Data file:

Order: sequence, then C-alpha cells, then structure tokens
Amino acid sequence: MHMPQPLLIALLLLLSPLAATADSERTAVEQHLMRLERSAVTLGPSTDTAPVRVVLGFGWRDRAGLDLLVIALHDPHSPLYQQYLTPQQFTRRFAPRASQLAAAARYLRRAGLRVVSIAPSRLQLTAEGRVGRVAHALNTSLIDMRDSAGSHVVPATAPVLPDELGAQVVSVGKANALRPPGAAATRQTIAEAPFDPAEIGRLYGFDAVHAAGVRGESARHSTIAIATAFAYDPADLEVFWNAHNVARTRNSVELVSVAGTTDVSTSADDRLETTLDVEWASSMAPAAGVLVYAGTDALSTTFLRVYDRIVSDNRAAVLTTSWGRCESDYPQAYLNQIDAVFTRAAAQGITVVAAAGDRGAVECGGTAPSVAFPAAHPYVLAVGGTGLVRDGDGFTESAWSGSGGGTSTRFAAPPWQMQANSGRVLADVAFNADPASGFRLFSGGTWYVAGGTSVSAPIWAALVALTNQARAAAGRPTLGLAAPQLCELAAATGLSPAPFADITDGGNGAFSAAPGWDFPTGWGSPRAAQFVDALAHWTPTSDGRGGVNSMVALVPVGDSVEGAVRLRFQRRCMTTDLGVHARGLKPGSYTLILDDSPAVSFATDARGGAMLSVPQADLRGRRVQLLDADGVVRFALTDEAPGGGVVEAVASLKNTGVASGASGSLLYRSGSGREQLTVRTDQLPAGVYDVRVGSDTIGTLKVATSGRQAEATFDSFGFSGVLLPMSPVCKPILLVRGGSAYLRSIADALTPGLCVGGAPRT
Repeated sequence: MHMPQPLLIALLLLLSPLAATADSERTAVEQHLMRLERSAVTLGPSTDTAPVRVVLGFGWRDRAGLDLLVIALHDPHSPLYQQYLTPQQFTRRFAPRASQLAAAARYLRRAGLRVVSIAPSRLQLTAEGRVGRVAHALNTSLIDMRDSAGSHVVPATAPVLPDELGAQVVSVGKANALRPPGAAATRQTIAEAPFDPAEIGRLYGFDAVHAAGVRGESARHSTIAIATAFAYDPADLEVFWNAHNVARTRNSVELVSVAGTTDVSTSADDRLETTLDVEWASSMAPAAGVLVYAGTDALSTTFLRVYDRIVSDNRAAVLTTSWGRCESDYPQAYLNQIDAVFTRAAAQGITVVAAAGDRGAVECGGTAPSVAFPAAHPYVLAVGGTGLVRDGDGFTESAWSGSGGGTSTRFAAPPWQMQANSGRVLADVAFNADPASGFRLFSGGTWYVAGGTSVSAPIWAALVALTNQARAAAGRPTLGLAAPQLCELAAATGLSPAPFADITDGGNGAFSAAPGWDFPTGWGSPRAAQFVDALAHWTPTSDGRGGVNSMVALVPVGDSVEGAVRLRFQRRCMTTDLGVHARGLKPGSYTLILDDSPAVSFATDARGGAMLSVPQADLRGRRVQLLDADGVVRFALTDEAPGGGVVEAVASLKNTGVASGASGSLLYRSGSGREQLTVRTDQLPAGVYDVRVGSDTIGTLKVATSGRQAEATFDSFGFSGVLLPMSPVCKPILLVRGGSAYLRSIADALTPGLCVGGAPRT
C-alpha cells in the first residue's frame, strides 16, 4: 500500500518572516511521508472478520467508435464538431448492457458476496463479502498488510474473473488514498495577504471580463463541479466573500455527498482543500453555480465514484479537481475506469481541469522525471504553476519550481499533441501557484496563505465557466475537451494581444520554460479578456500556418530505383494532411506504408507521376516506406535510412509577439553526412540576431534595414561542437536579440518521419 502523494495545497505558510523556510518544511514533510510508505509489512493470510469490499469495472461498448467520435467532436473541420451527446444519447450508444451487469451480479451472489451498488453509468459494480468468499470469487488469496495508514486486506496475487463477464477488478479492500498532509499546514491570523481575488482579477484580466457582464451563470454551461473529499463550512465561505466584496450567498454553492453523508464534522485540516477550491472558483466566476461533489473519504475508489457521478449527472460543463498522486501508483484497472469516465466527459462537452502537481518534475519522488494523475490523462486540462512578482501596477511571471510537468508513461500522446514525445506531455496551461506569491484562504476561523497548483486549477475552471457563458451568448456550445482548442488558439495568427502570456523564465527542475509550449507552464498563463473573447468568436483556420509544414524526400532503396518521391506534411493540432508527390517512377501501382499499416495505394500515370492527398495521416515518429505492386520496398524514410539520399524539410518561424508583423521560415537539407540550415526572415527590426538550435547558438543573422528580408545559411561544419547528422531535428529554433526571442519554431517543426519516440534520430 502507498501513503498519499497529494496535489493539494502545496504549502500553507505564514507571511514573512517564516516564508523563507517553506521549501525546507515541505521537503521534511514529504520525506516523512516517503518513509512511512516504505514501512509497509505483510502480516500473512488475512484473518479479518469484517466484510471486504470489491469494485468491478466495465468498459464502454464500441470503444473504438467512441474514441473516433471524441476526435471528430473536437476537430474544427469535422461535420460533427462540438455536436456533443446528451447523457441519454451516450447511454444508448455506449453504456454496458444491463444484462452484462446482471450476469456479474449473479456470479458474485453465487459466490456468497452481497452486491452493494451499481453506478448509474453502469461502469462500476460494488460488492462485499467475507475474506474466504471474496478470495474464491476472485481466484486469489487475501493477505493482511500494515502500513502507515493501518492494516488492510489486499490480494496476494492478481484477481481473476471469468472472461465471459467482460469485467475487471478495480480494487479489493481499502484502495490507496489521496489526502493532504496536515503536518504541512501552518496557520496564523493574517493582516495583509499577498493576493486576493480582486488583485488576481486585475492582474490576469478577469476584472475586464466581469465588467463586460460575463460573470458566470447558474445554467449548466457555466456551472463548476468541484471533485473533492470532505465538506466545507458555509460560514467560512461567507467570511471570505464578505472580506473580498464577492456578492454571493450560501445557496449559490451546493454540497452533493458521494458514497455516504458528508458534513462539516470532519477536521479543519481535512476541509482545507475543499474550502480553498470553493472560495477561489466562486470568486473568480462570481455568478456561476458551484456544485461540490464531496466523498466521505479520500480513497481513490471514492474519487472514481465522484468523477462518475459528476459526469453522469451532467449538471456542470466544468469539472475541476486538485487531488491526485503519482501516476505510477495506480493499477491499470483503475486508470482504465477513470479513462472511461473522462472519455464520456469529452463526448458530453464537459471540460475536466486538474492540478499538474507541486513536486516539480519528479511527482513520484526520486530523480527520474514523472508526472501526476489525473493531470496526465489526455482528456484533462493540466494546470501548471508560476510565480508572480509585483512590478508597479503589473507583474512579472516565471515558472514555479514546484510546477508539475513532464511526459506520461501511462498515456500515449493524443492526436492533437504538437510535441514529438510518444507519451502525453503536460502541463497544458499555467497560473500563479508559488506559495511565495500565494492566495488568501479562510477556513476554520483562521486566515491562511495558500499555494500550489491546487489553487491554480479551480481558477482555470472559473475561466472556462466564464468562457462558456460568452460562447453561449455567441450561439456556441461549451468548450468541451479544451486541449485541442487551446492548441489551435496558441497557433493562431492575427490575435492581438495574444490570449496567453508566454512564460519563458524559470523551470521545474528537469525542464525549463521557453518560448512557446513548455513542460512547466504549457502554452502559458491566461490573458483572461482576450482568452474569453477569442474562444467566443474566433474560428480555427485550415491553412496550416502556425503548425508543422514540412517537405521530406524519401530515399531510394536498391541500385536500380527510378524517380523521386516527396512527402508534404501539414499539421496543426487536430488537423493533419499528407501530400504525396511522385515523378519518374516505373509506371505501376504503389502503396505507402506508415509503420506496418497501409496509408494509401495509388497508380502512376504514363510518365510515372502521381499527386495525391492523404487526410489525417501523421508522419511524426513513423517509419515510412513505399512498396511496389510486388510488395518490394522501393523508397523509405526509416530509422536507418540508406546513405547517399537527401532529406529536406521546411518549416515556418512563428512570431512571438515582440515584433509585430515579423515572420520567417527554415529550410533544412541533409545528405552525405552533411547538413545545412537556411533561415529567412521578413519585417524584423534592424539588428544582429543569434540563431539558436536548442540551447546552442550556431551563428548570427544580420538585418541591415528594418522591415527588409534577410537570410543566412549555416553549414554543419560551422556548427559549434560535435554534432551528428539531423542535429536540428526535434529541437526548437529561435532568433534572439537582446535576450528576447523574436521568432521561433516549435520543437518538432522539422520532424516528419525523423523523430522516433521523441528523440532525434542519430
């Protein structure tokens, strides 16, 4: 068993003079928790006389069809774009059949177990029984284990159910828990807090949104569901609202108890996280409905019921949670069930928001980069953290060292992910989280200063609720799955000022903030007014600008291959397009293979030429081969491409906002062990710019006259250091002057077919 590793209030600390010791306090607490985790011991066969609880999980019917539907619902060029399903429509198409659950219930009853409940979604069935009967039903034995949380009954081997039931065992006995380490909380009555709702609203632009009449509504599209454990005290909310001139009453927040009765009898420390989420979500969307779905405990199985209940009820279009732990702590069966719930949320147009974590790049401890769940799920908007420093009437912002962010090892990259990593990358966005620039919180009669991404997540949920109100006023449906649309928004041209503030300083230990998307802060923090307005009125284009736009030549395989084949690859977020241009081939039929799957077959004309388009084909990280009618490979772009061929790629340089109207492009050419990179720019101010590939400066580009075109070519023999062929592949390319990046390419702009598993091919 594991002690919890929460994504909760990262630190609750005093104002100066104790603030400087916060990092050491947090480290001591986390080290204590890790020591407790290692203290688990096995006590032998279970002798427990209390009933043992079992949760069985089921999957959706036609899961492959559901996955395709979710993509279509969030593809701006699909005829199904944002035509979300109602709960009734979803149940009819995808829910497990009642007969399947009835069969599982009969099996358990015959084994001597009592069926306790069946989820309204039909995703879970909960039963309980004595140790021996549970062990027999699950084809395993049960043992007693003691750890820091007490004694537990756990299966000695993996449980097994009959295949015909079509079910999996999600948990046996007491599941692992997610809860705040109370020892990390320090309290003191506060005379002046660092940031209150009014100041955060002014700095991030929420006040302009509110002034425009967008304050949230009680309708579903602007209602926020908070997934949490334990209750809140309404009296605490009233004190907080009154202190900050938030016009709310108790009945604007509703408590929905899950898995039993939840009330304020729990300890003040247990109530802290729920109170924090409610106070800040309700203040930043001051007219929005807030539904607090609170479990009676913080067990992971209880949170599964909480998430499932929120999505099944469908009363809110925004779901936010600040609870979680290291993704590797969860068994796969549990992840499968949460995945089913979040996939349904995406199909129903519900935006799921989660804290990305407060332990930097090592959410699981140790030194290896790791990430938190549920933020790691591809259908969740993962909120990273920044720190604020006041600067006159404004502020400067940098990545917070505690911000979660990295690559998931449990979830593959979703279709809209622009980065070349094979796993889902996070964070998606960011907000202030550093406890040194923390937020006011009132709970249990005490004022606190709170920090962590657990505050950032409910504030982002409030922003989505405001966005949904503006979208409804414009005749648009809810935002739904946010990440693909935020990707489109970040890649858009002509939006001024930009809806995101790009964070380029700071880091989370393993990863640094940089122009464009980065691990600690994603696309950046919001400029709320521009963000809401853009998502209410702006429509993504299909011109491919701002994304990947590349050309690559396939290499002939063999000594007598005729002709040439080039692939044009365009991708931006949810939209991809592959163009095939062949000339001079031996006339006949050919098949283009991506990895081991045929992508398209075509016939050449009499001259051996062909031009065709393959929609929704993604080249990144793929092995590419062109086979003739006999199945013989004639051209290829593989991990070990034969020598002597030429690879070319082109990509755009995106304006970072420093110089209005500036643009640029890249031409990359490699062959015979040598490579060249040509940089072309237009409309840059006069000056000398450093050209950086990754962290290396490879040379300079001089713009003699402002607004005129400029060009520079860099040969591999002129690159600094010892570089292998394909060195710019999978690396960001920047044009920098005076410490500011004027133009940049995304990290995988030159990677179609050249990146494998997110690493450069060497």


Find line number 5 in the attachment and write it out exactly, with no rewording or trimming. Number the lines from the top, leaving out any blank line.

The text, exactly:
């Protein structure tokens, strides 16, 4: 068993003079928790006389069809774009059949177990029984284990159910828990807090949104569901609202108890996280409905019921949670069930928001980069953290060292992910989280200063609720799955000022903030007014600008291959397009293979030429081969491409906002062990710019006259250091002057077919 590793209030600390010791306090607490985790011991066969609880999980019917539907619902060029399903429509198409659950219930009853409940979604069935009967039903034995949380009954081997039931065992006995380490909380009555709702609203632009009449509504599209454990005290909310001139009453927040009765009898420390989420979500969307779905405990199985209940009820279009732990702590069966719930949320147009974590790049401890769940799920908007420093009437912002962010090892990259990593990358966005620039919180009669991404997540949920109100006023449906649309928004041209503030300083230990998307802060923090307005009125284009736009030549395989084949690859977020241009081939039929799957077959004309388009084909990280009618490979772009061929790629340089109207492009050419990179720019101010590939400066580009075109070519023999062929592949390319990046390419702009598993091919 594991002690919890929460994504909760990262630190609750005093104002100066104790603030400087916060990092050491947090480290001591986390080290204590890790020591407790290692203290688990096995006590032998279970002798427990209390009933043992079992949760069985089921999957959706036609899961492959559901996955395709979710993509279509969030593809701006699909005829199904944002035509979300109602709960009734979803149940009819995808829910497990009642007969399947009835069969599982009969099996358990015959084994001597009592069926306790069946989820309204039909995703879970909960039963309980004595140790021996549970062990027999699950084809395993049960043992007693003691750890820091007490004694537990756990299966000695993996449980097994009959295949015909079509079910999996999600948990046996007491599941692992997610809860705040109370020892990390320090309290003191506060005379002046660092940031209150009014100041955060002014700095991030929420006040302009509110002034425009967008304050949230009680309708579903602007209602926020908070997934949490334990209750809140309404009296605490009233004190907080009154202190900050938030016009709310108790009945604007509703408590929905899950898995039993939840009330304020729990300890003040247990109530802290729920109170924090409610106070800040309700203040930043001051007219929005807030539904607090609170479990009676913080067990992971209880949170599964909480998430499932929120999505099944469908009363809110925004779901936010600040609870979680290291993704590797969860068994796969549990992840499968949460995945089913979040996939349904995406199909129903519900935006799921989660804290990305407060332990930097090592959410699981140790030194290896790791990430938190549920933020790691591809259908969740993962909120990273920044720190604020006041600067006159404004502020400067940098990545917070505690911000979660990295690559998931449990979830593959979703279709809209622009980065070349094979796993889902996070964070998606960011907000202030550093406890040194923390937020006011009132709970249990005490004022606190709170920090962590657990505050950032409910504030982002409030922003989505405001966005949904503006979208409804414009005749648009809810935002739904946010990440693909935020990707489109970040890649858009002509939006001024930009809806995101790009964070380029700071880091989370393993990863640094940089122009464009980065691990600690994603696309950046919001400029709320521009963000809401853009998502209410702006429509993504299909011109491919701002994304990947590349050309690559396939290499002939063999000594007598005729002709040439080039692939044009365009991708931006949810939209991809592959163009095939062949000339001079031996006339006949050919098949283009991506990895081991045929992508398209075509016939050449009499001259051996062909031009065709393959929609929704993604080249990144793929092995590419062109086979003739006999199945013989004639051209290829593989991990070990034969020598002597030429690879070319082109990509755009995106304006970072420093110089209005500036643009640029890249031409990359490699062959015979040598490579060249040509940089072309237009409309840059006069000056000398450093050209950086990754962290290396490879040379300079001089713009003699402002607004005129400029060009520079860099040969591999002129690159600094010892570089292998394909060195710019999978690396960001920047044009920098005076410490500011004027133009940049995304990290995988030159990677179609050249990146494998997110690493450069060497």